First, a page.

Continuos focus mode is the most useful of the 3 focus modes for fast moving subjects, like sport or wildlife. I use it when my dog is charging around the beach and I've got less chance of getting a sharp result using Single Shot mode! It allows be to track her movement and constantly re-focus as she moves closer and further from me, until I take the shot I want.

focus modes
Image Copyright: Josh Austin
focus modes
Image Copyright: Josh Austin

 

3. Manual Mode

Manual mode is also very useful at times. In fact, I'd say learning how to manually focus is a really basic part of becoming a better photographer.

Manual mode is usually activated by a switch on the lens. This mode deactivates the autofocus motor, allowing you to take full control and focus entirely by hand using your lens's focus ring.

When to Use Manual Mode

Manual focusing takes more time than using the other 2 focus modes. But it allows you to be really careful and precise. This makes it suited to shooting stationary subjects - like still lifes.That beautiful arrangement of fruit and flowers is not going to move, so you can take your time to get the focus just right.

focus modes
Image Copyright: Josh Austin
still life
Image Copyright: Josh Austin

 

Eliminating the aid of your camera's sophisticated AF system by switching over to manual focus may seem a little risky, but a modern camera is a clever piece of equipment.

If you've bought a DSLR in the last few years, it's likely to have a Live View function that will allow you to magnify your shot by up to 10 times. This makes it easier to hone in on a specific area of your subject and, with some careful adjustment of the manual focus ring, get it crisp and clear.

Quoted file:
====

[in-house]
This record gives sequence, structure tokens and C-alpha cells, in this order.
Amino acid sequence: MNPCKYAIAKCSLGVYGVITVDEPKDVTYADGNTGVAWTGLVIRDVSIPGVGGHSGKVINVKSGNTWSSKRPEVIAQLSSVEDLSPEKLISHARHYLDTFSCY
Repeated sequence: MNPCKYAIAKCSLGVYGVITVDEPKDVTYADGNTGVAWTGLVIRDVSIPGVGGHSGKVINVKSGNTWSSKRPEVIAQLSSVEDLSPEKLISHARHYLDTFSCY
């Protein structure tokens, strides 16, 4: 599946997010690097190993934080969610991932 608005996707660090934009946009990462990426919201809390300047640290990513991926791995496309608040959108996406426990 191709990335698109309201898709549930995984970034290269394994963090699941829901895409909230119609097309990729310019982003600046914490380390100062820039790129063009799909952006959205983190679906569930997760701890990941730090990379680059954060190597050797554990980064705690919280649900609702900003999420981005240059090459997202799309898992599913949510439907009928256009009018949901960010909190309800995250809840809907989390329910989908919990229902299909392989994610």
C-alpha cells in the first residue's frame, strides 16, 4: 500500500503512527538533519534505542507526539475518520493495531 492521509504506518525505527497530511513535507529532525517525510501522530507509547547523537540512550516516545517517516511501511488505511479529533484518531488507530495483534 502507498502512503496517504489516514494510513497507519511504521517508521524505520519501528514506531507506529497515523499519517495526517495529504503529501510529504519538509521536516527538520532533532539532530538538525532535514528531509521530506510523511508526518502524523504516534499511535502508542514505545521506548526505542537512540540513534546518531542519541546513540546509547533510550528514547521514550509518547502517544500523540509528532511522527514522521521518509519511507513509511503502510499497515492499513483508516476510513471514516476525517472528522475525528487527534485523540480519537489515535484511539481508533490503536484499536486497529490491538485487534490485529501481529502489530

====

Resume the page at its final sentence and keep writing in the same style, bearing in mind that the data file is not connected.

You can continue to fine tune the focus by turning the focus ring until you have it just right. Then simply press the shutter release button fully to take the shot.

 

Dealing With Low Detail Scenes

If you're shooting a cloudless sky or large areas of single colour, you may find that your lens hunts for an area to lock on to without success. This is because a DSLR's focusing system needs to edges and areas of contrast to lock on to.

I find a good solution is positioning your active AF target point over an area of high contrast or clearly defined edges, then half-pressing the shutter button to trigger the autofocus before recomposing the shot.

 

How to Focus for Self-Portraits


Chooing and using tripods...

Wondering how to use focus modes when it comes to self-portraits? Unless you're holding the camera and pointing it towards you, how do you focus on something that, well...isn't there! Easy!

Set your camera up on a tripod and set the Drive mode to Self-timer at a 10 sec interval. Place an item, such as a hat, in the part of the scene you'll be standing in, and then half-press the shutter to lock the focus on it, before switching to Manual mode so that the focus stays on the same point.

Take a test shot to ensure your timer is long enough for you to get into position (and that you fit in the frame!), then start shooting. This is one of my favourite photography projects.

 

So make sure that you start putting these tips to use, because incorrect focusing really does destroy the quality of pictures. It's really easy to focus well if you give it a bit of thought before shooting. Think about what kind of subject you're dealing with, and which of the focus modes would work best.

 

The Photography Crash Course: 17 Short Lessons To Camera Mastery

Where Next?

Taking sharp photos

Photography composition

Understanding depth of field

Return from Focus Modes to Digital Photography Basics